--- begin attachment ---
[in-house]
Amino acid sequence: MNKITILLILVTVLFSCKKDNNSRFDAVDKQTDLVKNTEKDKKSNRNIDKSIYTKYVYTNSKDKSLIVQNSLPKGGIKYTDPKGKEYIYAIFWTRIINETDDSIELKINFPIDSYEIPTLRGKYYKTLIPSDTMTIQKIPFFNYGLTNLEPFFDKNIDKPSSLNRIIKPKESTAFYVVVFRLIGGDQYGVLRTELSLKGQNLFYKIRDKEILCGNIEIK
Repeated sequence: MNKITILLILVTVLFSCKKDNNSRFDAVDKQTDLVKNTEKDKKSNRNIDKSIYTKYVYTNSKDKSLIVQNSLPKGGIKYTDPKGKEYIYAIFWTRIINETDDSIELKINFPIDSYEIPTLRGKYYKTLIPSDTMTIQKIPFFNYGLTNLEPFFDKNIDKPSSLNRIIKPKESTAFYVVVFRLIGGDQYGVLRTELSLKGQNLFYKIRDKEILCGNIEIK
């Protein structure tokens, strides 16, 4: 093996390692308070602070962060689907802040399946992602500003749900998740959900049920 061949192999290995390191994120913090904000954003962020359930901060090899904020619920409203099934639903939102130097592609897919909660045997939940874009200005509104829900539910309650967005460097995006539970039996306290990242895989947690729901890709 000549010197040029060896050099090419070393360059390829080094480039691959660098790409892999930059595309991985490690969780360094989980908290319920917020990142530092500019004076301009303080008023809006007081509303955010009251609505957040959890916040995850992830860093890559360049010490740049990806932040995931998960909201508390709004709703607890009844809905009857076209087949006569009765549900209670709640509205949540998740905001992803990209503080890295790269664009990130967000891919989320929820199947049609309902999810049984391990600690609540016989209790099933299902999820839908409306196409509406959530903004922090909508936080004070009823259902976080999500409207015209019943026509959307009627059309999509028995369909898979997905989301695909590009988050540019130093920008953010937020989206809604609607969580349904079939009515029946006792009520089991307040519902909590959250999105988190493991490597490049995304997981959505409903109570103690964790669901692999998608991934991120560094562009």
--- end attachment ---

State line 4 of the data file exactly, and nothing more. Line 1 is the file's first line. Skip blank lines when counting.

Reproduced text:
């Protein structure tokens, strides 16, 4: 093996390692308070602070962060689907802040399946992602500003749900998740959900049920 061949192999290995390191994120913090904000954003962020359930901060090899904020619920409203099934639903939102130097592609897919909660045997939940874009200005509104829900539910309650967005460097995006539970039996306290990242895989947690729901890709 000549010197040029060896050099090419070393360059390829080094480039691959660098790409892999930059595309991985490690969780360094989980908290319920917020990142530092500019004076301009303080008023809006007081509303955010009251609505957040959890916040995850992830860093890559360049010490740049990806932040995931998960909201508390709004709703607890009844809905009857076209087949006569009765549900209670709640509205949540998740905001992803990209503080890295790269664009990130967000891919989320929820199947049609309902999810049984391990600690609540016989209790099933299902999820839908409306196409509406959530903004922090909508936080004070009823259902976080999500409207015209019943026509959307009627059309999509028995369909898979997905989301695909590009988050540019130093920008953010937020989206809604609607969580349904079939009515029946006792009520089991307040519902909590959250999105988190493991490597490049995304997981959505409903109570103690964790669901692999998608991934991120560094562009």